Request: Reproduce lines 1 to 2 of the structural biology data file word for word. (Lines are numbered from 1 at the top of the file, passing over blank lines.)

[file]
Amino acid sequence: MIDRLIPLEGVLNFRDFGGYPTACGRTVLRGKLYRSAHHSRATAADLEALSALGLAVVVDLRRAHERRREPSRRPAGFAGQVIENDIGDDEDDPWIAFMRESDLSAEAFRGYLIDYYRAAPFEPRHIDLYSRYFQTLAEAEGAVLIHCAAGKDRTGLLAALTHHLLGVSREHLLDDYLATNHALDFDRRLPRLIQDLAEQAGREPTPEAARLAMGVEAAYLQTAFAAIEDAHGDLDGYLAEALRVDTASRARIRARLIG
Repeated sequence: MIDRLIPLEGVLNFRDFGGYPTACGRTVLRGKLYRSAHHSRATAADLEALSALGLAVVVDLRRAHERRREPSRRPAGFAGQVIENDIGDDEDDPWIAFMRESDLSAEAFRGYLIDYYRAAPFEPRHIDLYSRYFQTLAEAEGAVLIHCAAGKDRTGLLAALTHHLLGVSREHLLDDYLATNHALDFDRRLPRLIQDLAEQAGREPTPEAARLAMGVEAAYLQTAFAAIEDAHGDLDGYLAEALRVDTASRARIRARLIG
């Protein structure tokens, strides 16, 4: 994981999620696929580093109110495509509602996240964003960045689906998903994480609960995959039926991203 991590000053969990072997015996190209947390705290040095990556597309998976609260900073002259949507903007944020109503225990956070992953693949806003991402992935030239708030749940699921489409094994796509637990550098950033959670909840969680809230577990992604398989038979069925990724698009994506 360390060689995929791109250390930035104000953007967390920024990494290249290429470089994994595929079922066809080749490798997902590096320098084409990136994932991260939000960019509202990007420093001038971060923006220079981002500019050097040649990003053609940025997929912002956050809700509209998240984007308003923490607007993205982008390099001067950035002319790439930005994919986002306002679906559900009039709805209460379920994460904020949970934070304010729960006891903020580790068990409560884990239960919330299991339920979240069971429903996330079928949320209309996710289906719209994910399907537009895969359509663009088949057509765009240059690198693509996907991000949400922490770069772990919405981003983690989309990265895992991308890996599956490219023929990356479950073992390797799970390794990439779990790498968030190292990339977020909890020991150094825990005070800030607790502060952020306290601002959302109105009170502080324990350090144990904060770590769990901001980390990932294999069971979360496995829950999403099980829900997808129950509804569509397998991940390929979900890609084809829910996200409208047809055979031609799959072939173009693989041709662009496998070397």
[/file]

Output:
Amino acid sequence: MIDRLIPLEGVLNFRDFGGYPTACGRTVLRGKLYRSAHHSRATAADLEALSALGLAVVVDLRRAHERRREPSRRPAGFAGQVIENDIGDDEDDPWIAFMRESDLSAEAFRGYLIDYYRAAPFEPRHIDLYSRYFQTLAEAEGAVLIHCAAGKDRTGLLAALTHHLLGVSREHLLDDYLATNHALDFDRRLPRLIQDLAEQAGREPTPEAARLAMGVEAAYLQTAFAAIEDAHGDLDGYLAEALRVDTASRARIRARLIG
Repeated sequence: MIDRLIPLEGVLNFRDFGGYPTACGRTVLRGKLYRSAHHSRATAADLEALSALGLAVVVDLRRAHERRREPSRRPAGFAGQVIENDIGDDEDDPWIAFMRESDLSAEAFRGYLIDYYRAAPFEPRHIDLYSRYFQTLAEAEGAVLIHCAAGKDRTGLLAALTHHLLGVSREHLLDDYLATNHALDFDRRLPRLIQDLAEQAGREPTPEAARLAMGVEAAYLQTAFAAIEDAHGDLDGYLAEALRVDTASRARIRARLIG